Thought for the Day by Clive Barrett (St. Michael’s)
The Tree of Peace
The Peace Museum in Bradford has a collection of 7,000 peace-related artefacts.
One amazing Christian peace artefact, however, is here in Headingley. It’s made of oak…
The original Original Oak was not a pub but an Otley Road tree, by the corner of Shire Oak Road. For centuries it was the focal point for regional government. The Skyrack (another pub!) wapentake, or region, covered the area between the Aire and the Wharfe, from Keighley and Ilkley in the west, to the current A1 in the east.
The Domesday book records 82 settlements in the Skyrack wapentake, with Headingley at the centre. The oak was the regional meeting place. Weapons would be crashed against each other as a sign of agreement. For centuries, the oak was the place of assembly, local government, decision-making, good order, the settling of disputes. In short, the oak was a place and symbol of peace.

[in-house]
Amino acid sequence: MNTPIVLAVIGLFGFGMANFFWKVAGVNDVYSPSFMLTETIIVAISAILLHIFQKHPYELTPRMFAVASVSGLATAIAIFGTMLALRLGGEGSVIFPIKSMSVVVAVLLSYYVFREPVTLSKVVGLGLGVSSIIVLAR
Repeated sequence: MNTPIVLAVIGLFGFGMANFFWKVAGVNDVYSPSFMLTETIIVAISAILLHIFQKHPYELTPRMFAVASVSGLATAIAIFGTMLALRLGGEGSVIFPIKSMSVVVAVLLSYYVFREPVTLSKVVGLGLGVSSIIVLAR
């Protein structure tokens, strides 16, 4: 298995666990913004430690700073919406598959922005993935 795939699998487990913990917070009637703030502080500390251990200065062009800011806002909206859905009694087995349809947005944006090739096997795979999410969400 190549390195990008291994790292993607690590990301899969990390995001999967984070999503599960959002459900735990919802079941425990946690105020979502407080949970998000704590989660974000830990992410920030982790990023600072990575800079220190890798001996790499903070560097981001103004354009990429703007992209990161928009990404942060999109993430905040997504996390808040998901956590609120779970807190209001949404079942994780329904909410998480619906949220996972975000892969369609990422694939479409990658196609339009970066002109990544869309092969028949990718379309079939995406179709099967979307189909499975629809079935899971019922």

The last remnants of the oak collapsed in the 1940s.
At street level there’s only a battered plaque in the pub wall, but some original wood was retained. The famous mouse-carver Thompson of Kilburn took the largest piece and carved a beautiful Madonna and Child, now a focal point for adoration, prayer and spiritual peace in St Michael’s Lady Chapel.
It’s all that remains of a West Riding tree that was a peace symbol for centuries.
More than an historic artefact, it draws us now into the peace of God, to reflect on the birth of the Prince of Peace, and his questioning, justice-proclaiming mother.
The Headingley oak was a gathering place for people over hundreds of years. We continue to gather in our Headingley churches, rooted in the peace of the past, inspired by the peace of the Lord, committed to continuing the work of peace in this place.